Featured Research

from universities, journals, and other organizations

'Supermodel' mouse reveals mechanisms that regulate metabolism

Date:
May 20, 2014
Source:
UT Southwestern Medical Center
Summary:
A lean “Supermodel” mouse type has revealed the potentially critical role played by a largely unknown gene that regulates metabolism, findings that could provide new insight into diseases ranging from diabetes to obesity. The Supermodel mouse's phenotype -- the physical characteristics that result from its gene makeup -- include being very small in size, with an unusual body form caused by abnormal distribution of fat.

Dr. Bruce Beutler is a Professor of Immunology at the University of Texas Southwestern Center for the Genetics of Host Defense.
Credit: UT Southwestern

A lean "Supermodel" mouse type has revealed the potentially critical role played by a largely unknown gene that regulates metabolism, findings that could provide new insight into diseases ranging from diabetes to obesity, a new study by UT Southwestern Medical Center researchers suggests.

Related Articles


The Supermodel mouse's phenotype -- the physical characteristics that result from its gene makeup -- include being very small in size, with an unusual body form caused by abnormal distribution of fat, said Dr. Zhe Chen, Assistant Professor of Biophysics, and Dr. Bruce Beutler, Professor of Immunology, with UT Southwestern's Center for the Genetics of Host Defense. The mouse phenotype is nicknamed "Supermodel."

"This mouse is important because it has revealed a new regulatory protein that's very important for normal metabolism, but was never known to exist before," said Nobel Laureate Dr. Beutler, Director of the Center for the Genetics of Host Defense. "The implications of the work may be felt in diabetes and obesity research, the study of wasting in chronic disease, the study of muscle cell function, and perhaps other fields."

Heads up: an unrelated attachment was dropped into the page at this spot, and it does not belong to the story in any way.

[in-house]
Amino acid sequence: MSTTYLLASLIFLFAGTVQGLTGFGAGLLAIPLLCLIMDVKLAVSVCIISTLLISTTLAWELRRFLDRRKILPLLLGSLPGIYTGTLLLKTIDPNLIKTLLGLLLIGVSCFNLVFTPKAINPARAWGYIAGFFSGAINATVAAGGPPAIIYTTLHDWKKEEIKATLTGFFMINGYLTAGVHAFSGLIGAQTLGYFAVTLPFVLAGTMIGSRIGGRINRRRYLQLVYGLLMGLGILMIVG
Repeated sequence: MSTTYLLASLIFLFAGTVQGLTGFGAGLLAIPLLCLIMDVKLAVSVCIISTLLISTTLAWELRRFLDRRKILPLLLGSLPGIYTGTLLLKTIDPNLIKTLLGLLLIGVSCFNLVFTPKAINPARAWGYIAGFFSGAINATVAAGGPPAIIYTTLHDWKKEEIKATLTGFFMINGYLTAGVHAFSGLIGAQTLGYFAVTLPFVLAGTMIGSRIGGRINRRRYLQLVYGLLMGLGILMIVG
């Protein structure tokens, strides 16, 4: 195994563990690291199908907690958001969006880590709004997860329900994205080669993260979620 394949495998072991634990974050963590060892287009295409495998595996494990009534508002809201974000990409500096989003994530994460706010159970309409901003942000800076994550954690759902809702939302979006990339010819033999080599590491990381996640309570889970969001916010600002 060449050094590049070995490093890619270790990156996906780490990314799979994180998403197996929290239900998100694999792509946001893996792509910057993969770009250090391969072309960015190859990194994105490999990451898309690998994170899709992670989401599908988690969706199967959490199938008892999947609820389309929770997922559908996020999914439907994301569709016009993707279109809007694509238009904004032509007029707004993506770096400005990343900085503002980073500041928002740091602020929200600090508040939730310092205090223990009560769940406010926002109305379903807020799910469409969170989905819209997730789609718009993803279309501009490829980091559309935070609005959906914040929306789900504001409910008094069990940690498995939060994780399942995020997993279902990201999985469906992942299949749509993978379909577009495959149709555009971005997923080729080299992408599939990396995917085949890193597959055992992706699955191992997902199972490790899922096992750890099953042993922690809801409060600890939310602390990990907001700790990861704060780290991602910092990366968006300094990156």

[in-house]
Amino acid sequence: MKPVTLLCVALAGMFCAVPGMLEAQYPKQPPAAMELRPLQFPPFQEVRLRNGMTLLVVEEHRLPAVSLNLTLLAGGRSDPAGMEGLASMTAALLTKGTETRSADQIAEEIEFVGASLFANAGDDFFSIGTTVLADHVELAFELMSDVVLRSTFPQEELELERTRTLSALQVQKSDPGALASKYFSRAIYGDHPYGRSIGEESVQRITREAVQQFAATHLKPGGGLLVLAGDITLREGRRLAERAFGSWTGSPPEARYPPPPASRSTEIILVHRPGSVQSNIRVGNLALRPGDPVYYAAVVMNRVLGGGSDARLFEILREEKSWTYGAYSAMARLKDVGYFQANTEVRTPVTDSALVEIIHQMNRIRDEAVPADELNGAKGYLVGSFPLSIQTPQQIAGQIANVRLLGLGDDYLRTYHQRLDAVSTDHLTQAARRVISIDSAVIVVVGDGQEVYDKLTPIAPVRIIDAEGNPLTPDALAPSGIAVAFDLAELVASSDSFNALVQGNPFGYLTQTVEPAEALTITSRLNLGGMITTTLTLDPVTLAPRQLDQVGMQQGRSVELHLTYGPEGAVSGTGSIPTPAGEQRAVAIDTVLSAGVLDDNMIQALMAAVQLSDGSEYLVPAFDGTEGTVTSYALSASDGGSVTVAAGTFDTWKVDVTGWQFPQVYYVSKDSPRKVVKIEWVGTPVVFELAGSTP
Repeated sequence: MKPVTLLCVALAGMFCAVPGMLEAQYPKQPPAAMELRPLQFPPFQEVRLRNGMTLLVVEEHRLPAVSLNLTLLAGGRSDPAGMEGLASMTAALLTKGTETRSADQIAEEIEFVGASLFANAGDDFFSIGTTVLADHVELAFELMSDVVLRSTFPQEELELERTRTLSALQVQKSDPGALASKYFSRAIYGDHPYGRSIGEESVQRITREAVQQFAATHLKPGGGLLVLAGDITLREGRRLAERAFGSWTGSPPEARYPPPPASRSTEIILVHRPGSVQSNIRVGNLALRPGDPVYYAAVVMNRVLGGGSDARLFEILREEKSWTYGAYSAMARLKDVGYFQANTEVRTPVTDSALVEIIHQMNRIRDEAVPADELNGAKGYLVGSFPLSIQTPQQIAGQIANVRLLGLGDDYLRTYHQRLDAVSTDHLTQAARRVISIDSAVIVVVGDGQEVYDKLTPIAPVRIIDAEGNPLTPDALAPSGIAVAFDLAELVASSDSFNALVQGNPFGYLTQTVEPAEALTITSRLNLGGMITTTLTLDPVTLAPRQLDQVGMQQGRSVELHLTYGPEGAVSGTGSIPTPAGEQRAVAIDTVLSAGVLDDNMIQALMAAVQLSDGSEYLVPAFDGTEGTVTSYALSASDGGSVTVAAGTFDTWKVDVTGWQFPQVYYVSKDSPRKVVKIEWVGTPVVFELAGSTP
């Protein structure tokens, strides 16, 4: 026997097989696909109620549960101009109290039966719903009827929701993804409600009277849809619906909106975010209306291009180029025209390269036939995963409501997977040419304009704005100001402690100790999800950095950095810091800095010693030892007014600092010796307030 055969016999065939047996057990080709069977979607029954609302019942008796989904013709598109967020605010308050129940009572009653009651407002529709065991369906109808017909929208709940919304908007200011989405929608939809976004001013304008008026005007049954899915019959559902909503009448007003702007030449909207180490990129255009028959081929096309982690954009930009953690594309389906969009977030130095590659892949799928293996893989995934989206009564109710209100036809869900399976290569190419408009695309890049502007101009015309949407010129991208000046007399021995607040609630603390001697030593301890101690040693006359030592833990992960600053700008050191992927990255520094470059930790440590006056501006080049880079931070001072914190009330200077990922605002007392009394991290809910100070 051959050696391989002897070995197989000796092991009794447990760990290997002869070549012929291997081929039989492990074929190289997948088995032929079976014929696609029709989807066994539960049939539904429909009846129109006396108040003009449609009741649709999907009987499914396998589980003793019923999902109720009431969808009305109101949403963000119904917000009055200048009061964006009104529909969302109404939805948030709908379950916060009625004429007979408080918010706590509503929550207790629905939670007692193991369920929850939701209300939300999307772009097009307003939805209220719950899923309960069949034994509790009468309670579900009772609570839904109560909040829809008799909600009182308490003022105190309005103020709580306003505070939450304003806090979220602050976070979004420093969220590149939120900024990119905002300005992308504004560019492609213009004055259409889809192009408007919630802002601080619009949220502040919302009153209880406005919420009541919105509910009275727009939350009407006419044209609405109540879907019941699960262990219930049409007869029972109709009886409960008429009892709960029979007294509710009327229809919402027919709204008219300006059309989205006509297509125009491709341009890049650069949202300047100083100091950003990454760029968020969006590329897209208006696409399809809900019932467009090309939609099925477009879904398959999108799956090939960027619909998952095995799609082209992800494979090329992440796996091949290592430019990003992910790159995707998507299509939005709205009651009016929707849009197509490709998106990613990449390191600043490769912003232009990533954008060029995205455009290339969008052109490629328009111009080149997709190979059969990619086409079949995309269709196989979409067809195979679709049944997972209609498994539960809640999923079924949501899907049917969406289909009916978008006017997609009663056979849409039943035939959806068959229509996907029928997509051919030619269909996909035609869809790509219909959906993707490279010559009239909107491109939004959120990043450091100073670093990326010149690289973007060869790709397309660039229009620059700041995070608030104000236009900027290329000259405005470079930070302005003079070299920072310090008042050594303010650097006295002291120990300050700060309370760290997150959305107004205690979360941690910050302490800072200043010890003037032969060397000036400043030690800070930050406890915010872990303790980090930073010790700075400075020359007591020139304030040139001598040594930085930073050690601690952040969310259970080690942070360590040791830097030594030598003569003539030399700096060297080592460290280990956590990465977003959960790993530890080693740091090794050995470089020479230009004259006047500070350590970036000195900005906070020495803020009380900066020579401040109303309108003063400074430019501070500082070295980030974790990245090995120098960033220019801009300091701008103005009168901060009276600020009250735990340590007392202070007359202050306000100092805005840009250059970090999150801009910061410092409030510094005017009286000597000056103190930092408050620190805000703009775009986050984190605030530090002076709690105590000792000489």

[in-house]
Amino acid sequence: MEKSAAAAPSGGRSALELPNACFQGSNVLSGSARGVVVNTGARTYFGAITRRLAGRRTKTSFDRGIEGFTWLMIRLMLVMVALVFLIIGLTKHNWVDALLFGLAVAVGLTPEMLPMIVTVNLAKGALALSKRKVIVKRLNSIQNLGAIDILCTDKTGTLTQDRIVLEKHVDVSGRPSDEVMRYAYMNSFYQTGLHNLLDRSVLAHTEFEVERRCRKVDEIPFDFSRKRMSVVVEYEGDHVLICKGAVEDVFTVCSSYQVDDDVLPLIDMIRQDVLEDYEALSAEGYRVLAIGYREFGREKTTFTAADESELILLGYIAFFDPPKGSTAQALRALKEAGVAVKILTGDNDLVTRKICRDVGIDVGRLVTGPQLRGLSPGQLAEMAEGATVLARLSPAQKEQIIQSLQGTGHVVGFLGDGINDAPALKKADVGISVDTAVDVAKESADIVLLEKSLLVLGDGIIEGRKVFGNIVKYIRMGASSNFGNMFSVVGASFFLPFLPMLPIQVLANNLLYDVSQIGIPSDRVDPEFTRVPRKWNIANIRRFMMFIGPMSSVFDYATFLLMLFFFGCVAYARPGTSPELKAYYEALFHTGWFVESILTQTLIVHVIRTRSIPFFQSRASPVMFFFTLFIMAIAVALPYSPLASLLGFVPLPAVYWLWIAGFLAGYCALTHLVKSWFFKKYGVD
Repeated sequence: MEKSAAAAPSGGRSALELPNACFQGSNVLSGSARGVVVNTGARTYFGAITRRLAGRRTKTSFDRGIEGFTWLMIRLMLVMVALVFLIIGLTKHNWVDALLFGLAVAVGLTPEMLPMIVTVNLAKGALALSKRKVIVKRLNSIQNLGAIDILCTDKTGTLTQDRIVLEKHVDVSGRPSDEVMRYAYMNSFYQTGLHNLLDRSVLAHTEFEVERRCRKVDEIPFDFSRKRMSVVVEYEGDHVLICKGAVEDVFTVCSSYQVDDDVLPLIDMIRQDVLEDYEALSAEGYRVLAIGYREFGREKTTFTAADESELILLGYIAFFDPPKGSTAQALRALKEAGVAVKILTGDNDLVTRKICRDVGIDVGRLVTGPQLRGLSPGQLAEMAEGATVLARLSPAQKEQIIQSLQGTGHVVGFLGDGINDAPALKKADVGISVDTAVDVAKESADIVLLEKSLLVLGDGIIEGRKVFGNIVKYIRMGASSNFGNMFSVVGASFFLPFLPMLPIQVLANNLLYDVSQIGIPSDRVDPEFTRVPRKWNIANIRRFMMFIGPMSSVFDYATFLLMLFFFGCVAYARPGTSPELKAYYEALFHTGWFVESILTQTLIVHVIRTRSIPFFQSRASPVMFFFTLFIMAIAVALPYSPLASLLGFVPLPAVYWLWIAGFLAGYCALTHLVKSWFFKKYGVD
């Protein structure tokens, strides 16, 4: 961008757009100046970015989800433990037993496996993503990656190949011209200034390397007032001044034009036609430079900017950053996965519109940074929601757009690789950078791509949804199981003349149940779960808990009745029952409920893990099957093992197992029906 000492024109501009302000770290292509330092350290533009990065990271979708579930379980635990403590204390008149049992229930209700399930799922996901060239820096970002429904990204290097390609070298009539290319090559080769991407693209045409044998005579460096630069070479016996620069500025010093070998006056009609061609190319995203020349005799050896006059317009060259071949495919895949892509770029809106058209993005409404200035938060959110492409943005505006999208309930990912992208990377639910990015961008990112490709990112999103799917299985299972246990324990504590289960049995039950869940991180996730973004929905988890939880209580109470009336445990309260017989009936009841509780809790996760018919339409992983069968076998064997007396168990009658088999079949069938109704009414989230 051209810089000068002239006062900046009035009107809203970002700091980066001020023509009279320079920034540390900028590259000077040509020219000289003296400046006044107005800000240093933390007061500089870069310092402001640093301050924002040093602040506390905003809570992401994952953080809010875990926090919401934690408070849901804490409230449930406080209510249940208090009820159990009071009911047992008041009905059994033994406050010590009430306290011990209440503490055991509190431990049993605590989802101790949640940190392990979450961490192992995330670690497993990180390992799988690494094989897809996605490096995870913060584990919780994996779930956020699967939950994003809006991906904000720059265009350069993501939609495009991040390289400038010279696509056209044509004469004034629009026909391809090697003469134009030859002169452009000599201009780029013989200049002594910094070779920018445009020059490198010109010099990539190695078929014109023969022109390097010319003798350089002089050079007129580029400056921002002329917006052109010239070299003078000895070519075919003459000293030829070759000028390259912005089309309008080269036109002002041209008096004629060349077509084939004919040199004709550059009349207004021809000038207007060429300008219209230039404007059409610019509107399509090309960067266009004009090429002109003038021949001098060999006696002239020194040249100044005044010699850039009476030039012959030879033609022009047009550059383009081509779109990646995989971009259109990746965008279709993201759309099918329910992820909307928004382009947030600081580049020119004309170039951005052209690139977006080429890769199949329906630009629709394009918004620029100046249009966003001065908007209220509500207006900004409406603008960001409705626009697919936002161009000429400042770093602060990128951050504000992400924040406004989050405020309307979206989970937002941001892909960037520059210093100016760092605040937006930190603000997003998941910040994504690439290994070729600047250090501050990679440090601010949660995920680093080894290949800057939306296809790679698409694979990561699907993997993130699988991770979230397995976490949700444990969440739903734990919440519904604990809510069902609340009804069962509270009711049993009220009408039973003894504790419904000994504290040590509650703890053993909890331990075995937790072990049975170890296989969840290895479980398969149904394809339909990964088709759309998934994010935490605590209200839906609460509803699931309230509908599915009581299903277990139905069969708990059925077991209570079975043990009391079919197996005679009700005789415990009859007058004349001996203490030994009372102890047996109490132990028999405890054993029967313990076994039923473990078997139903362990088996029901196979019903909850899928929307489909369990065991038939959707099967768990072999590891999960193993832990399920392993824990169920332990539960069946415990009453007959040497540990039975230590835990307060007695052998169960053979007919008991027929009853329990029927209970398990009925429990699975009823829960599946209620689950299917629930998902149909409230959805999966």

While at the Scripps Research Institute, Dr. Beutler developed a mouse mutagenesis program, which at UT Southwestern has become the largest and most technologically advanced in the world. The new mouse phenotype was discovered in the lab's colony of mutant mice several years ago, but the mutation was discovered and studied entirely at UT Southwestern, in a collaboration that also involved researchers Dr. William Holland, Assistant Professor of Internal Medicine, Dr. Aktar Ali, Assistant Professor of Internal Medicine, and John Shelton, lab manager in Internal Medicine. Together, they found that a mutation in a gene called Samd4, about which almost nothing was known in mammals, results in the abnormally lean mice, which also have diminished insulin responses to glucose and arginine.

"Whereas many heritable obesity phenotypes are known, lean phenotypes are comparatively uncommon. Yet they can reveal critical checkpoints regulating energy balance," the researchers said.

The mice seem to waste energy, consuming excessive oxygen and producing a commensurately higher amount of CO2, despite being relatively inactive. Much of the fat in these mice seems to be abnormal, similar to "brown fat" of hibernating species.

The findings, appearing in the Proceedings of the National Academy of Sciences, may be explained by the apparent involvement of Sterile alpha motif domain containing protein 4 (Samd4) in a specific cell signaling pathway, which tell cells how to interact, called mTORC1. mTORC1 is a master regulatory complex that governs aspects of energy balance, including metabolism, development, autophagy (cell recycling), and other processes in cells.


Story Source: